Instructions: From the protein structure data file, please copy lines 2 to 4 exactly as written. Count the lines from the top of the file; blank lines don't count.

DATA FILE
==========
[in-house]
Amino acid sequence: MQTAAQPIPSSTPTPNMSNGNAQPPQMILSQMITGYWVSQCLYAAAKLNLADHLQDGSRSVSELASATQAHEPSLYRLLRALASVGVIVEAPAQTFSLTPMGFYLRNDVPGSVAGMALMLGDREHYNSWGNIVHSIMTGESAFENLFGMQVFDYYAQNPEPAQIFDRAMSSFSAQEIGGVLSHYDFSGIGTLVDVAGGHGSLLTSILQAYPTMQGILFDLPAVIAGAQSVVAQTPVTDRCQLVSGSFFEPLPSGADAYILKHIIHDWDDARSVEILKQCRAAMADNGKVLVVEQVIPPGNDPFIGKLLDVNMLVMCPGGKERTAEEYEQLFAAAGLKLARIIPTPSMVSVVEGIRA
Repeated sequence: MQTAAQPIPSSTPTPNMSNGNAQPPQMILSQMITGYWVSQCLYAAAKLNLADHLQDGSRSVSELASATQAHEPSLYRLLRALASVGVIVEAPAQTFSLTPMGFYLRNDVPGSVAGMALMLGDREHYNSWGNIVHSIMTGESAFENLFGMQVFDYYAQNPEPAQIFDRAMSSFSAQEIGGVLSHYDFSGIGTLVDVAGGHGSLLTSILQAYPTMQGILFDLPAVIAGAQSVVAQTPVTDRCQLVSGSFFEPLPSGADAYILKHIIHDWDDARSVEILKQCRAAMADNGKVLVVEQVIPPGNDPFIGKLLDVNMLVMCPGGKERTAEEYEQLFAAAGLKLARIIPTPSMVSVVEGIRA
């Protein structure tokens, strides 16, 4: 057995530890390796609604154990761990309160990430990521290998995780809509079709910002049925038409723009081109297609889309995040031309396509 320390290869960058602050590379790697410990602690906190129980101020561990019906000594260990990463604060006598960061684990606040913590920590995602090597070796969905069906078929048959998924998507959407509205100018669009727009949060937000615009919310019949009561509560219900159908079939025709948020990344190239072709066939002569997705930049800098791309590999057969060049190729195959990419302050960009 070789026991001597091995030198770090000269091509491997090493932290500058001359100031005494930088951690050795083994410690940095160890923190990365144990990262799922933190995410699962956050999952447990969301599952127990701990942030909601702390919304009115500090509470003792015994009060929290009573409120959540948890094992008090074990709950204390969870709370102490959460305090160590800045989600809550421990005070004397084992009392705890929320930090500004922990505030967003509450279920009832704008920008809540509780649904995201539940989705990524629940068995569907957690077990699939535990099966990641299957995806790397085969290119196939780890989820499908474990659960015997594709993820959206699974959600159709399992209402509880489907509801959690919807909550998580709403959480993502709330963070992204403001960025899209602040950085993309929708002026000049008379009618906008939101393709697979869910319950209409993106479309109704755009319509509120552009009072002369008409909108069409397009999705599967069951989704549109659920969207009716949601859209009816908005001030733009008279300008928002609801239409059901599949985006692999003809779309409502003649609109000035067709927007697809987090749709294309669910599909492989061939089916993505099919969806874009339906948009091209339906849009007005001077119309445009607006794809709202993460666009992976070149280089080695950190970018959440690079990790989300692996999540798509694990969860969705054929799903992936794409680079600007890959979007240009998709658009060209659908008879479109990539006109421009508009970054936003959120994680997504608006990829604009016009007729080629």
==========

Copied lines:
Amino acid sequence: MQTAAQPIPSSTPTPNMSNGNAQPPQMILSQMITGYWVSQCLYAAAKLNLADHLQDGSRSVSELASATQAHEPSLYRLLRALASVGVIVEAPAQTFSLTPMGFYLRNDVPGSVAGMALMLGDREHYNSWGNIVHSIMTGESAFENLFGMQVFDYYAQNPEPAQIFDRAMSSFSAQEIGGVLSHYDFSGIGTLVDVAGGHGSLLTSILQAYPTMQGILFDLPAVIAGAQSVVAQTPVTDRCQLVSGSFFEPLPSGADAYILKHIIHDWDDARSVEILKQCRAAMADNGKVLVVEQVIPPGNDPFIGKLLDVNMLVMCPGGKERTAEEYEQLFAAAGLKLARIIPTPSMVSVVEGIRA
Repeated sequence: MQTAAQPIPSSTPTPNMSNGNAQPPQMILSQMITGYWVSQCLYAAAKLNLADHLQDGSRSVSELASATQAHEPSLYRLLRALASVGVIVEAPAQTFSLTPMGFYLRNDVPGSVAGMALMLGDREHYNSWGNIVHSIMTGESAFENLFGMQVFDYYAQNPEPAQIFDRAMSSFSAQEIGGVLSHYDFSGIGTLVDVAGGHGSLLTSILQAYPTMQGILFDLPAVIAGAQSVVAQTPVTDRCQLVSGSFFEPLPSGADAYILKHIIHDWDDARSVEILKQCRAAMADNGKVLVVEQVIPPGNDPFIGKLLDVNMLVMCPGGKERTAEEYEQLFAAAGLKLARIIPTPSMVSVVEGIRA
């Protein structure tokens, strides 16, 4: 057995530890390796609604154990761990309160990430990521290998995780809509079709910002049925038409723009081109297609889309995040031309396509 320390290869960058602050590379790697410990602690906190129980101020561990019906000594260990990463604060006598960061684990606040913590920590995602090597070796969905069906078929048959998924998507959407509205100018669009727009949060937000615009919310019949009561509560219900159908079939025709948020990344190239072709066939002569997705930049800098791309590999057969060049190729195959990419302050960009 070789026991001597091995030198770090000269091509491997090493932290500058001359100031005494930088951690050795083994410690940095160890923190990365144990990262799922933190995410699962956050999952447990969301599952127990701990942030909601702390919304009115500090509470003792015994009060929290009573409120959540948890094992008090074990709950204390969870709370102490959460305090160590800045989600809550421990005070004397084992009392705890929320930090500004922990505030967003509450279920009832704008920008809540509780649904995201539940989705990524629940068995569907957690077990699939535990099966990641299957995806790397085969290119196939780890989820499908474990659960015997594709993820959206699974959600159709399992209402509880489907509801959690919807909550998580709403959480993502709330963070992204403001960025899209602040950085993309929708002026000049008379009618906008939101393709697979869910319950209409993106479309109704755009319509509120552009009072002369008409909108069409397009999705599967069951989704549109659920969207009716949601859209009816908005001030733009008279300008928002609801239409059901599949985006692999003809779309409502003649609109000035067709927007697809987090749709294309669910599909492989061939089916993505099919969806874009339906948009091209339906849009007005001077119309445009607006794809709202993460666009992976070149280089080695950190970018959440690079990790989300692996999540798509694990969860969705054929799903992936794409680079600007890959979007240009998709658009060209659908008879479109990539006109421009508009970054936003959120994680997504608006990829604009016009007729080629």